SaaS Product Development Best Practices

Building any software product is challenging as one has to consider everything from usability to feature enhancements and SLAs. The market for SaaS products is growing, which means competition is increasing (including that from traditional desktop or client-server products that continue to sell). Customers can switch from one SaaS product to another at any time, so innovation and ease of use are important in order to retain customers.

Focus:

Focus on one problem at a time, instead of trying to solve many of them at once. Focusing on one will help you see it from all angles so you can successfully solve it before moving on to the next. Choose a single business process and perfect it over time. This is the best strategy for your product.

Usability & Design:

UI is a key factor in any product’s failure or success. It is important to ensure that the interface, styling, colors, and pallets reflect your brand, following a defined design language across the product. Browser compatibility is to be kept in mind and you need to decide whether or not to support legacy devices, browsers, and more, depending upon what your UI demands are.
SaaS products are designed to be self-servicing. Involve your potential customers in alpha or beta testing to get helpful feedback. The honesty you’ll receive is invaluable.

To aid in the easier adoption of the design by a new user, include a walkthrough so that the users become aware of the interface and options available to them. Knowledge bases & Wikis can further help in the self-servicing needs of users. Customization of the layout by the user as per need is another intuitive way of making the users comfortable. Dashboards, such as those used in Google Analytics, that are completely customizable as per need, will help the users get the information they require faster.

Features:

Success or failure all comes down to which features set you apart from your competition and how well you implement them. Keep two lists — one of customer generated ideas and one of team generated ideas. Separate and prioritize all of these ideas. Use tags such as “must have”, “nice to have”, and “low priority”.

Always discuss all planned features with the development team before committing to implementing any of them. You never know when one small feature can end up having a huge impact on your budget.

Legacy and Third Party Integration:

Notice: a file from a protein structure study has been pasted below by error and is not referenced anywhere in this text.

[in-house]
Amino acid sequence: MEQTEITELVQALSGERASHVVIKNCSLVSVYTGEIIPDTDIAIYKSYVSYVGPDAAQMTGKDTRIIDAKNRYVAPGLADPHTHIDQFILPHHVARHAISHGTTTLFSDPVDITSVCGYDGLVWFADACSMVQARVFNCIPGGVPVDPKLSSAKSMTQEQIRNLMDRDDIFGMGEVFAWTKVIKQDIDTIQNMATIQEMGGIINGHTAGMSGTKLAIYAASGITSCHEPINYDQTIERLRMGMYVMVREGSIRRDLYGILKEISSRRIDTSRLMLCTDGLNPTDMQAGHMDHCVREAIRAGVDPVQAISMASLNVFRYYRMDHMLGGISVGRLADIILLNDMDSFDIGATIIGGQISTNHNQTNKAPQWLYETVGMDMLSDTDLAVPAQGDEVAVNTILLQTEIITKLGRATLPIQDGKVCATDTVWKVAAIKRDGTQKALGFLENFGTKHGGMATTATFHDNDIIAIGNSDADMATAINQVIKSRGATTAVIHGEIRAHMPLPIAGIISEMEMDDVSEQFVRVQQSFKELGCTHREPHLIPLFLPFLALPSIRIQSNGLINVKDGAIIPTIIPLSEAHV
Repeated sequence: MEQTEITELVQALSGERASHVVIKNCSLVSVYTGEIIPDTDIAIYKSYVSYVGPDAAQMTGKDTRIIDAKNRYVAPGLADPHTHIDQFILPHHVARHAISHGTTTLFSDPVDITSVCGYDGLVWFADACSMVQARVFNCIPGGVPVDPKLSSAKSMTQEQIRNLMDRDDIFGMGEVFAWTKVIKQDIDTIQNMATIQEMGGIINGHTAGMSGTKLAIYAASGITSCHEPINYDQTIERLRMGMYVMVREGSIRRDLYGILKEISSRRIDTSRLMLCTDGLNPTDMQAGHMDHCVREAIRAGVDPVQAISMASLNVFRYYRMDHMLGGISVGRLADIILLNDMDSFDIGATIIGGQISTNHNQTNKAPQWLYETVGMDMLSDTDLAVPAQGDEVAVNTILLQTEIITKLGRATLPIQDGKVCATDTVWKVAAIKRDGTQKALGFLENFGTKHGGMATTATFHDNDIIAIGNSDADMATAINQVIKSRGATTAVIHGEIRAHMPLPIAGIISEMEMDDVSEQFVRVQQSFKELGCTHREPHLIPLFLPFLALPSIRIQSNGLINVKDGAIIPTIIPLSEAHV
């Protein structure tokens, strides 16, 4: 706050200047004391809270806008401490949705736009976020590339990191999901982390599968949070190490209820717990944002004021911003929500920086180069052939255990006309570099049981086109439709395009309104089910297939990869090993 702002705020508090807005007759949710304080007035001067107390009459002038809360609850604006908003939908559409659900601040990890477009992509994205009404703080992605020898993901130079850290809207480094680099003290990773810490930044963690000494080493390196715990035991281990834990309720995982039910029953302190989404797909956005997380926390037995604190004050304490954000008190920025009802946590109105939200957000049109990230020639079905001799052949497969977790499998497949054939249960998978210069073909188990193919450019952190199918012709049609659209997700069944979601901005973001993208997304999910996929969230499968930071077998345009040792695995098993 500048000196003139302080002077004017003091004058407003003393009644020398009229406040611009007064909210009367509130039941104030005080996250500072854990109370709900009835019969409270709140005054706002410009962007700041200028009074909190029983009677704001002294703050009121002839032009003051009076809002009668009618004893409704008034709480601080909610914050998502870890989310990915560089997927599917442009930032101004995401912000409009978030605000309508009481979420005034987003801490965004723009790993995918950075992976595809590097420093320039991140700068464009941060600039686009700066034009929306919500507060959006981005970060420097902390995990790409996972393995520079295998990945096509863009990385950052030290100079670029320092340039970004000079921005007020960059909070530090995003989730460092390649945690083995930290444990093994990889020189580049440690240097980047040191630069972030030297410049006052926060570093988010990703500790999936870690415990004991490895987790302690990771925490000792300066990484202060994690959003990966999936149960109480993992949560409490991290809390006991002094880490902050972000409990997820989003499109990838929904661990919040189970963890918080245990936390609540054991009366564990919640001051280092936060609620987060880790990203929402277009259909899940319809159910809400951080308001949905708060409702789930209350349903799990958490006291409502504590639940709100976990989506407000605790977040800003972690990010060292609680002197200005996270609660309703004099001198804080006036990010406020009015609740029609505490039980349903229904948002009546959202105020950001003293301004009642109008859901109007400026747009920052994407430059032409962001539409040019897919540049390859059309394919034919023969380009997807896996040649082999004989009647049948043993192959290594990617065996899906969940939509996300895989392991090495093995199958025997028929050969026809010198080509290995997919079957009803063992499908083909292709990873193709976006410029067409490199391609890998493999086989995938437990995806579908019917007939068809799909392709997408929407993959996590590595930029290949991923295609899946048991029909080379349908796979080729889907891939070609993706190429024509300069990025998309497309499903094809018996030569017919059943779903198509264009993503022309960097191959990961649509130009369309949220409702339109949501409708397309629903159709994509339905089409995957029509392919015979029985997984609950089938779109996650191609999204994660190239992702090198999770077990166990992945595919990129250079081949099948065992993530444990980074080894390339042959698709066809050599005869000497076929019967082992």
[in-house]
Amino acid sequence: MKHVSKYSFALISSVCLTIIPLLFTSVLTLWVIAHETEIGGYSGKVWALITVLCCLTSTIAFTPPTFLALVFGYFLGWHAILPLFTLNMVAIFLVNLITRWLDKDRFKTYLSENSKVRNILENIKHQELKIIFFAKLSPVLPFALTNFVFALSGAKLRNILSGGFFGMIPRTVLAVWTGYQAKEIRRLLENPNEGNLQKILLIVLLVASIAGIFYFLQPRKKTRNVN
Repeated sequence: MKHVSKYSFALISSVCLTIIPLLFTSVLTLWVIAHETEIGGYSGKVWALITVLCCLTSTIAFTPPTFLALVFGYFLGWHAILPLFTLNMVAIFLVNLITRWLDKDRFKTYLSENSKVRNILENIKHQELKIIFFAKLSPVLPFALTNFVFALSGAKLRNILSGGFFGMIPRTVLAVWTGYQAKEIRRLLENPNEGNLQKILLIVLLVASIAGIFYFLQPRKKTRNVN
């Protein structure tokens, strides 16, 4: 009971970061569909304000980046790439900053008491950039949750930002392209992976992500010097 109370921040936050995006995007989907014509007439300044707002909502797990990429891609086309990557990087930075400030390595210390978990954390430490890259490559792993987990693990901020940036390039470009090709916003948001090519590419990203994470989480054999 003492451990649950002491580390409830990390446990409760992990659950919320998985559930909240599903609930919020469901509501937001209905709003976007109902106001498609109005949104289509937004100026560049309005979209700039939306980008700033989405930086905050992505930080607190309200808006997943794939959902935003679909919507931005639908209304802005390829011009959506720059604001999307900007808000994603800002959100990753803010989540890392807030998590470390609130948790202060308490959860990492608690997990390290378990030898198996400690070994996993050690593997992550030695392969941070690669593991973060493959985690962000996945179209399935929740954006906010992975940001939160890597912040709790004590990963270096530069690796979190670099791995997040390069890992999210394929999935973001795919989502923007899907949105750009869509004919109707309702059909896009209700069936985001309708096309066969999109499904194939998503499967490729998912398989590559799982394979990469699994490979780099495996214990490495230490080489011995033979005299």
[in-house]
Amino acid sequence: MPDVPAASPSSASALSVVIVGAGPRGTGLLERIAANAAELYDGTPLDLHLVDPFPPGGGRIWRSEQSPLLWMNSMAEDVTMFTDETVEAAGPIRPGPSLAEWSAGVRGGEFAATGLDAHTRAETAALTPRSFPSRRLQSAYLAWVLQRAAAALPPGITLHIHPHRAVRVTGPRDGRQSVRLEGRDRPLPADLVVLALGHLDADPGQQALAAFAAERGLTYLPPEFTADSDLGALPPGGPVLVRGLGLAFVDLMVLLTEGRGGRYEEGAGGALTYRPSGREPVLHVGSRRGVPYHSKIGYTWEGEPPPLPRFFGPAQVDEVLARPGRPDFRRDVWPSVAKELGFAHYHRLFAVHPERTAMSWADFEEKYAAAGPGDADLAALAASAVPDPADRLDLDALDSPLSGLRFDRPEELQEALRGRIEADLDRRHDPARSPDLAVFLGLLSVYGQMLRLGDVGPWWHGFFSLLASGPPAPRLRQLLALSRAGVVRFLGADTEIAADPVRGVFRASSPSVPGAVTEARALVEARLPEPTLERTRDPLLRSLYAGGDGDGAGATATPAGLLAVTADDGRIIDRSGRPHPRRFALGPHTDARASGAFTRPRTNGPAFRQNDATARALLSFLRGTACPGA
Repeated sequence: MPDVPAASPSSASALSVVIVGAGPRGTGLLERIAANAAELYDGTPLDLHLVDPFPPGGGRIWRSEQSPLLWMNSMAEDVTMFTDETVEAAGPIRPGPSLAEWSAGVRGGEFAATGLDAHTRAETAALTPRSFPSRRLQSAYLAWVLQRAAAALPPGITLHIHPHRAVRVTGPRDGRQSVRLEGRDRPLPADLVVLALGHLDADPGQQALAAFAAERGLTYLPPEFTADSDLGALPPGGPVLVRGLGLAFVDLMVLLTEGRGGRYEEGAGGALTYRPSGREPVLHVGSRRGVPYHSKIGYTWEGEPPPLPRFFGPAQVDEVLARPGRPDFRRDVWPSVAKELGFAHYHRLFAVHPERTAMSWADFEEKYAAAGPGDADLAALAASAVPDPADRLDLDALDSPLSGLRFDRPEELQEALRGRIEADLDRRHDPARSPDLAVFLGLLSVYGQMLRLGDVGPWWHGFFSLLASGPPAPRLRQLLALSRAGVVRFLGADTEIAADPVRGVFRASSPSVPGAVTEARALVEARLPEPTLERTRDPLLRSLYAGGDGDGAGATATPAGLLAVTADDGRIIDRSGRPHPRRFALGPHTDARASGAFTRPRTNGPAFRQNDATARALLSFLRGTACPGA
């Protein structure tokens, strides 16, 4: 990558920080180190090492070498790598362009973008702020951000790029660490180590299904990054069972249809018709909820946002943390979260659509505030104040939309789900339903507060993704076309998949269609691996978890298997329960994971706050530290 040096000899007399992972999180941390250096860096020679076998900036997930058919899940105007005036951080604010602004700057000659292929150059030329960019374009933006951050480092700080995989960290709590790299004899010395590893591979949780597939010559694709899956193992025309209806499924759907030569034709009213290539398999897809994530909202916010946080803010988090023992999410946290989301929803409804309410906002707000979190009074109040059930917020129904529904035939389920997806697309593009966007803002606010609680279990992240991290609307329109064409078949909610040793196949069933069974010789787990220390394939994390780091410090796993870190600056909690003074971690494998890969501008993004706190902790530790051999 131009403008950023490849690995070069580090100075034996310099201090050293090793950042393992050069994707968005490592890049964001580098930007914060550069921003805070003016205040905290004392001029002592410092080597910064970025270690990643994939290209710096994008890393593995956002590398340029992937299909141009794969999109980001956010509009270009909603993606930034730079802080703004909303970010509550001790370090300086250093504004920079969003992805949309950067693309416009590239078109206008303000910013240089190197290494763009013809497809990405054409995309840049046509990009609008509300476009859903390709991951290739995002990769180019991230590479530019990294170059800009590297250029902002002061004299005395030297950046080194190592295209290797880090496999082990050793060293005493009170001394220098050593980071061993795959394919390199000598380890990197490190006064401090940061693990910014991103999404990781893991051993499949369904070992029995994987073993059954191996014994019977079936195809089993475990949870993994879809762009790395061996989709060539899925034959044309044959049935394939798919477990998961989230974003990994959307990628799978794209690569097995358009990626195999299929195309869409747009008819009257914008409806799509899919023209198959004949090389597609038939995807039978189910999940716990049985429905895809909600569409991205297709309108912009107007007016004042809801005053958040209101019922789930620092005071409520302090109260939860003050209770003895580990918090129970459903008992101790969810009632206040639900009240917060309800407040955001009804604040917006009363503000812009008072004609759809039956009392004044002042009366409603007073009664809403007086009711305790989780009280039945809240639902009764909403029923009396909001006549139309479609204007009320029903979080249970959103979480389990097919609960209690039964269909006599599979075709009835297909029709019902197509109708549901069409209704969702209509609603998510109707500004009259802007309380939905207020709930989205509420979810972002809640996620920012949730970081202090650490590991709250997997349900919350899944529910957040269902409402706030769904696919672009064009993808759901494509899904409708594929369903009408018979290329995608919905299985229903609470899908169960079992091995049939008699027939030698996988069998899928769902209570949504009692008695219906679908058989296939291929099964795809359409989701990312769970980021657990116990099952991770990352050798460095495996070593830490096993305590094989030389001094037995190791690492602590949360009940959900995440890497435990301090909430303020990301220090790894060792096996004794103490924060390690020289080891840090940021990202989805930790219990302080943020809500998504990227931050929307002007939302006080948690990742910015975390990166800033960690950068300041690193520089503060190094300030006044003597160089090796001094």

Use the same software across your entire business. It is a bad business practice to have one department use a software that the other departments do not use, or that will not work with the software the other departments have. Having SaaS configured to “talk” to other software applications can help interlinking and exchange of data. This is where APIs come in handy and let you integrate existing enterprise software to your cloud, allowing access to information existing on any system across departments.

It is also a good practice to have the option of connecting to third party services via APIs, allowing you to expand functionality without the need of developing the feature yourself.

Companies that are completely new to the SaaS product development era have knowledge only about the product they are going to build and have limited knowledge on non-functional aspects of the service. They almost always won’t have enough time, cost, and resources to build the entire architecture, the base infrastructure, or framework to build their dream product on top. This is why it’s ideal to look for third party components and frameworks to build their SaaS product, such as for error logging, performance management, and even providing multi-tenancy.

Use of existing open source frameworks helps reduce development costs significantly. Companies such as WSO2 provide multiple open source products for implementing these integrations seamlessly. Big firms such as eBay have utilized these to power over a billion transactions a day. Learn more about SaaS Application Development information here.